By Bubba and Elbert
I was feeling a little old and getting bored with birdwatching when Bubba decided to teach me a new trick. How bird songs can be used to identify the bird without actually seeing it.

He introduced me to a tape from the Tropical Education Center, titled, "The Sounds of Belizean Birds" and this week I've become aware of an intriguing new aspect of birdwatching . . . Bird listening. I now have a long list of birds that I recognize by song alone. However bird identification by sound has turned out to be just a small part of my discovery. Bubba said, "Humans tend to notice birds because birds use the same sense organs as they do. The most important one is probably color vision, but hearing must lie a close second. They hear and of course communicate over a similar range of wavelengths."

I've started spending time in early dawn on my veranda practicing identifying birds by just listening to the surrounding habitat. In the past I thought morning bird sounds were just a wake up call but Bubba has pointed out some very interesting features of what I thought I was hearing. He said, "Birdsongs are an elaborate series of messages in the 'language' of birds. Some complex songs may include as many as 80 notes per second. Such sounds seem like a single continuous note to the human ear and can only be seen not to be, by examination of a sound spectrograph recording the song. Not surprisingly, if the bird can give such calls it can also receive them. The speed of the auditory response of birds may be on the order of ten times as fast as that of a human.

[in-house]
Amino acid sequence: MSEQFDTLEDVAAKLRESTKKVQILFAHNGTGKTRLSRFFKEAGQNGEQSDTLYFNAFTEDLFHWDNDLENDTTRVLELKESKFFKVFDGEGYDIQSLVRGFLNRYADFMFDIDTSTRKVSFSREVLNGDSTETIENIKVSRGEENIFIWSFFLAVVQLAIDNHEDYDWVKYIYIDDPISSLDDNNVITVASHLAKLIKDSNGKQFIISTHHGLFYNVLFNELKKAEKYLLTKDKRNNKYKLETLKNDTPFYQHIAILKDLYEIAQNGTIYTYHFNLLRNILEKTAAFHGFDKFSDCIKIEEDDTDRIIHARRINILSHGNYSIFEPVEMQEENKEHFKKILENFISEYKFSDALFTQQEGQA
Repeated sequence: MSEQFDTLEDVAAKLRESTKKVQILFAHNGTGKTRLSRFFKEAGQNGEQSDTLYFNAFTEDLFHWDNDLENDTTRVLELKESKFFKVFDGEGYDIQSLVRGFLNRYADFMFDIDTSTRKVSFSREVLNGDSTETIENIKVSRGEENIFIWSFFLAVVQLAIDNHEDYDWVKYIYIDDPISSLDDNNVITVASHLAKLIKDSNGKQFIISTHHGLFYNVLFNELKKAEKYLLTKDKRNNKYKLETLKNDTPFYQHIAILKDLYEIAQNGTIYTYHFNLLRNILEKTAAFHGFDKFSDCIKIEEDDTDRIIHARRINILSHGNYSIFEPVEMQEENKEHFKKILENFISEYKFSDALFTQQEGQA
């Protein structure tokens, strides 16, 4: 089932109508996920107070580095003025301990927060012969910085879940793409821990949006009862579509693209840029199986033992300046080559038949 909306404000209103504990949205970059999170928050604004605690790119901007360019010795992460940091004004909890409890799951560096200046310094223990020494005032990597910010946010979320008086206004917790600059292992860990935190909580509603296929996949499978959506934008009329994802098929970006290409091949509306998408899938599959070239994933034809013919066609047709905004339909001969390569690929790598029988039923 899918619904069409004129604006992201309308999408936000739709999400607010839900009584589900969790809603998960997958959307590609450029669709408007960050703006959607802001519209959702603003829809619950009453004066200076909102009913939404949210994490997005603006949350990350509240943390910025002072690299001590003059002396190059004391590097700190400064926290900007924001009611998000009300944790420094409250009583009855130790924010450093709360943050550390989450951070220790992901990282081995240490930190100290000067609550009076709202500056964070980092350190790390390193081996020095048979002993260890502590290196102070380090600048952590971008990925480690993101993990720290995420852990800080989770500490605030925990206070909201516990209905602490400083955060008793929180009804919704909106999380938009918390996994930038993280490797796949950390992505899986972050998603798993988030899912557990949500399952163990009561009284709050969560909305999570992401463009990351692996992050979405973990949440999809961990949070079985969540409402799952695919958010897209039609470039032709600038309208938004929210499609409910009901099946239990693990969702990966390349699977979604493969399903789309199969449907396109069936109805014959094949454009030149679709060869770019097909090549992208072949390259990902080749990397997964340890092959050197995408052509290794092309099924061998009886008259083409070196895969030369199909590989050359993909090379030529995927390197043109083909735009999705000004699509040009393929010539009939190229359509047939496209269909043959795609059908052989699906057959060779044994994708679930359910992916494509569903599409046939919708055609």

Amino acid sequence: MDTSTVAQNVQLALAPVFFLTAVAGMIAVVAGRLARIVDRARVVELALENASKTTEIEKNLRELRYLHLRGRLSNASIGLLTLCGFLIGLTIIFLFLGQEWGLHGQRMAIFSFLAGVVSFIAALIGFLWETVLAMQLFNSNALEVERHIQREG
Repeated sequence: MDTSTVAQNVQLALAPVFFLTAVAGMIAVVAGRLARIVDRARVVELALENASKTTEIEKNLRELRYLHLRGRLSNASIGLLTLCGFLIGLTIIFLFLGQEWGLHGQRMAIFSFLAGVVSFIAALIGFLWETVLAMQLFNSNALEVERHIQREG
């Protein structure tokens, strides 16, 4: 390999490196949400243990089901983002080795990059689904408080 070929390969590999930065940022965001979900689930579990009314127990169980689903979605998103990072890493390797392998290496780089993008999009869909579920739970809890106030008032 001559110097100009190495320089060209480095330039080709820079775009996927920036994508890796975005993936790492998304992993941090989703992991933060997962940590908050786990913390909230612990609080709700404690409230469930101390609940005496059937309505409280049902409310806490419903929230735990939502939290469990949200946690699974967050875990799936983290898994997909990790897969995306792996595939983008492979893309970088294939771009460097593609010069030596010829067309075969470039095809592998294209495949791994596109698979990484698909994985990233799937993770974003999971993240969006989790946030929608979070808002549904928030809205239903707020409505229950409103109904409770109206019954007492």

"The Avian Kingdom has developed many ways of transmitting messages but song is a particularly useful form. Sound travels well in most habitats in which birds live and is clearly the most articulate.'

"In habitats such as a rainforest where foliage would prevent being seen from short distances, the inherent acoustics of the canopy allow long distance communication."

With a little skepticism in my voice I asked Bubba what he thought the birds were saying to one another. He convinced me by explaining that "language is just a group of simple messages and even though he didn't understand their languages he understood the basic needs for language.He assumed topics were one of its three main functions. They were announcing territory claims or discussing border disputes, making endeavors to attract a mate, and identifying other members of their communal family.

I learned a lot, and recently discovered that a noise in the night I thought was a croaking frog turned out to be a small owl advertising for a mate.

"Birdlistening"'s a whole new world.

Birds of Ambergris Caye

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